The difference between the way I interpret the authors’ results from the way the authors do revolves around the fact that they “for exploratory reasons …included the gender of the letter writer” in interaction with the main variable of interest, the gender of the applicant. They then proceed to interpret the coefficients on the “gender of applicant” variable as if it were “a main effect.” That is an estimate of the unconditional effect of the gender of the applicant on a series of dependent variables of interest. The problem is that when you interact a variable of interest (X) with a potential moderator (Z) the reported coefficient on the variable of interest is the estimated effect of that variable when the moderator variable is equal to zero. To compound the problem, they have coded the moderator variable such that it equals 1 when the letter-writer is female and 2 when the letter-writer is male. So, that means that it is never the case that their moderator variable equals zero. So not only are the coefficients they are drawing inference not “main effects” they are not substantively meaningful conditional effects either. To draw inferences from their results we need to do a little algebra and calculate the estimated effect of the gender of the applicant on the various dependent variables at substantively meaningful values of the moderating variable (gender of the letter writer). This is easy to do and the results are listed in the accompanying table. Without access to the original data I can’t calculate the appropriate standard errors on the quantities in the first two columns of this table, but I can make some guesses based on the size of the standard errors that are reported. The statistical significance of the difference between these columns reported in column 3 is the same as the statistical significance on the interaction term reported in the paper, so that is reflected in column 3.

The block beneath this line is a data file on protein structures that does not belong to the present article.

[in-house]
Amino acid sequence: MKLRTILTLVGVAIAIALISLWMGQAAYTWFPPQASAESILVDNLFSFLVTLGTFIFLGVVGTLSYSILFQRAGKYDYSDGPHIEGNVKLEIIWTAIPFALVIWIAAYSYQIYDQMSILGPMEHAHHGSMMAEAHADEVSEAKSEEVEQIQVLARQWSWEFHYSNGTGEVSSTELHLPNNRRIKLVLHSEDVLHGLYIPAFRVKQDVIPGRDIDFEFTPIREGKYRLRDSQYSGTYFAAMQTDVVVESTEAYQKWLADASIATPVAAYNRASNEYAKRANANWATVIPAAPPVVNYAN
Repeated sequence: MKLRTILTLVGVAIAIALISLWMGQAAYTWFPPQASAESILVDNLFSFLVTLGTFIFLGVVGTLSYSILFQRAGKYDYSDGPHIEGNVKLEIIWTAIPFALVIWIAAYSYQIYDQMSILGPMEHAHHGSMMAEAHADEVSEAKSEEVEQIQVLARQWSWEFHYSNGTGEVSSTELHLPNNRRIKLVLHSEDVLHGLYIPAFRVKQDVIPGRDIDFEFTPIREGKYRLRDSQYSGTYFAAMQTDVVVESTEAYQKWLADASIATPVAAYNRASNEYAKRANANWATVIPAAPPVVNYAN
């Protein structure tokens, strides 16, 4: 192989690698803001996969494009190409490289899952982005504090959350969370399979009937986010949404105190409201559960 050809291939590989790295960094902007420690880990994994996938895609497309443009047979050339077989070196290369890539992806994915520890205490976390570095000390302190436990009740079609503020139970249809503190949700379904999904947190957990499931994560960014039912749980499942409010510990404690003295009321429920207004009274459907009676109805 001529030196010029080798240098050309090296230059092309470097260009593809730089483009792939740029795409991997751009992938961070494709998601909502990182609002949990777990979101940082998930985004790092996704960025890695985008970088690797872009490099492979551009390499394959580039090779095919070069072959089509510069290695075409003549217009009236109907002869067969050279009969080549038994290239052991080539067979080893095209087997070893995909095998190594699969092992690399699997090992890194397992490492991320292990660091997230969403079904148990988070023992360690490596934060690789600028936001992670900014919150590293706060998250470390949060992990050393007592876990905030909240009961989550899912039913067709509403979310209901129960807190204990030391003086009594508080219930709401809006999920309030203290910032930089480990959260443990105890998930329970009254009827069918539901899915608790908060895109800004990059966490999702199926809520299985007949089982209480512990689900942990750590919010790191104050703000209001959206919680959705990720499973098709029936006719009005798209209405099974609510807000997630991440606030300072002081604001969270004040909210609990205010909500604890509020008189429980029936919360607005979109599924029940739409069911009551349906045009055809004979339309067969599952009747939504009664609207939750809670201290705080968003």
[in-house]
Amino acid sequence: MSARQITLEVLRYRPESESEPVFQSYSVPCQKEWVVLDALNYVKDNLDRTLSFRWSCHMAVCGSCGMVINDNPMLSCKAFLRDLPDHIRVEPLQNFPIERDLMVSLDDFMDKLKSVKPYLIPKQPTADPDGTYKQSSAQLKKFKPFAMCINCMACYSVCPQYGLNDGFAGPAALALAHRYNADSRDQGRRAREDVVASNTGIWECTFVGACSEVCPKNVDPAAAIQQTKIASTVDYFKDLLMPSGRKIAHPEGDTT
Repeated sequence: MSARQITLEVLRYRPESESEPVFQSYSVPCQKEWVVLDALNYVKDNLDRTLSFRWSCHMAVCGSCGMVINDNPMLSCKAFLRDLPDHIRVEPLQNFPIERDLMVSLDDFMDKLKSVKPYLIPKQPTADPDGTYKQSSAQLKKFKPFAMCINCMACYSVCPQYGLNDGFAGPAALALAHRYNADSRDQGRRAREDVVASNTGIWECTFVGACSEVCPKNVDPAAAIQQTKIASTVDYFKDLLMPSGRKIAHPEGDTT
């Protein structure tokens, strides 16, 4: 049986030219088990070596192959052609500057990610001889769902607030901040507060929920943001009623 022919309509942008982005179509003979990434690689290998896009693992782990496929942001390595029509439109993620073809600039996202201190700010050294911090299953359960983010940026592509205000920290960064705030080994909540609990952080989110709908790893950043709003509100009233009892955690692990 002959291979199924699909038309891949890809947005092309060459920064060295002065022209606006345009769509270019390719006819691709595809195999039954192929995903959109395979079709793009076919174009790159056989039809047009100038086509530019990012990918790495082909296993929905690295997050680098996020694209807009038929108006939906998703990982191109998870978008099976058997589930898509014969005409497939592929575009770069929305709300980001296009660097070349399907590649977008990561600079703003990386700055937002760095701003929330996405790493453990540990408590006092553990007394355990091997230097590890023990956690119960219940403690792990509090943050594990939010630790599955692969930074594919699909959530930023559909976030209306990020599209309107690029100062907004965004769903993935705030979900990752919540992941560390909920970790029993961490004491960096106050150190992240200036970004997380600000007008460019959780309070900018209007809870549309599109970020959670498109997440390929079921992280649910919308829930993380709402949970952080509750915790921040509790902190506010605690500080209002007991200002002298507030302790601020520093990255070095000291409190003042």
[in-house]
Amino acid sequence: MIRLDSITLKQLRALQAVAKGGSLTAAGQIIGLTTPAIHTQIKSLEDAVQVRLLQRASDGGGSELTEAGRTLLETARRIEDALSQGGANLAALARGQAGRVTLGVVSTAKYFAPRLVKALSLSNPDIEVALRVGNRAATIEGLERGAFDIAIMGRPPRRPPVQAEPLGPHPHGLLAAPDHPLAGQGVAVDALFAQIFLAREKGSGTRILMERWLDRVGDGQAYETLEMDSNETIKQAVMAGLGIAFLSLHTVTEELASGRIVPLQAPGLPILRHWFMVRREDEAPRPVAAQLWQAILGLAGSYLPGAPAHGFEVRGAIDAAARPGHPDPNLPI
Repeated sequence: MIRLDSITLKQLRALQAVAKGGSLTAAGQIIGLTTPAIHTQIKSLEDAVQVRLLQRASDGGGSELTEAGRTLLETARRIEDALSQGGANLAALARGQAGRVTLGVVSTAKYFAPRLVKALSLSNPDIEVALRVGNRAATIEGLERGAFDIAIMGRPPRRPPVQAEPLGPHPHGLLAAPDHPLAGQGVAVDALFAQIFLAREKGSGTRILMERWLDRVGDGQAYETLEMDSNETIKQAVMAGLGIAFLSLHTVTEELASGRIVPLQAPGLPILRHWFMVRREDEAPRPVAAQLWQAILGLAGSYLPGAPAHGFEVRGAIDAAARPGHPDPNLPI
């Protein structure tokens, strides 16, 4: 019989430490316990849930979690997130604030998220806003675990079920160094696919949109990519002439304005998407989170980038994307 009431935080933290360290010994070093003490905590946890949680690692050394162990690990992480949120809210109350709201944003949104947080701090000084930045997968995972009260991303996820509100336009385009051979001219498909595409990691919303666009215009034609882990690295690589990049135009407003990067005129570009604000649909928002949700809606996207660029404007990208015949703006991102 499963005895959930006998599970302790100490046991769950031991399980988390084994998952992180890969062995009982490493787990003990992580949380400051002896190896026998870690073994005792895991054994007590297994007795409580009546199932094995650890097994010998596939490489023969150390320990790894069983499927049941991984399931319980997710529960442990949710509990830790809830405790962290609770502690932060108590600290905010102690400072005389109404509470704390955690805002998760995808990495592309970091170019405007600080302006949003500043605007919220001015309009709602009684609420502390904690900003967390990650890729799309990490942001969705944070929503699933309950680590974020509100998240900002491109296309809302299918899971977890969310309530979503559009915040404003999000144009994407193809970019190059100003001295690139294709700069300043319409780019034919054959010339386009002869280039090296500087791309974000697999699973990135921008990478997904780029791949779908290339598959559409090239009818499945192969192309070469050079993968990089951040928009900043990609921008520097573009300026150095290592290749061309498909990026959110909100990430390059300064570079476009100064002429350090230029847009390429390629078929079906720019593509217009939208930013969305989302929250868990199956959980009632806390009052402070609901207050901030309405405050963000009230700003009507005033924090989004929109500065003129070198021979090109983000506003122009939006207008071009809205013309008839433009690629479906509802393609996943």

So, the table shows that the gender of the letter writer has no effect on the language used to describe the applicant in 5 out of 8 cases. There is no evidence that a larger number of communal adjectives are used to describe female applicants. And this is true whether the letter writer is male or female. Similarly, there is no greater propensity to describe female applicants in terms of a social/communal orientation. And this is true whether the letter writer is male or female. These prior statements are based on the fact that it is highly likely that the coefficients in the top two rows of this table are all statistically indistinguishable from zero. But if we were going to put statistical significance aside for the moment, a very different result emerges. The estimates the authors report suggest that women writers are less likely to describe men than women using communal terms and men are more likely to describe men than women in communal terms. So, if being branded as “communal” disadvantages applicants in the academic job markets (as the second part of the study purports to show), this disadvantage is being perpetrated on applicants of both genders by letter writers who share their gender. The bottom line is that the authors’ data suggest that either the gender of the applicant has no effect on the propensity to be described in communal terms or it has an effect that is very different from the one proposed by the authors – women write about women in ways that would hurt their hireability and men write about men in ways that hurt their hireability.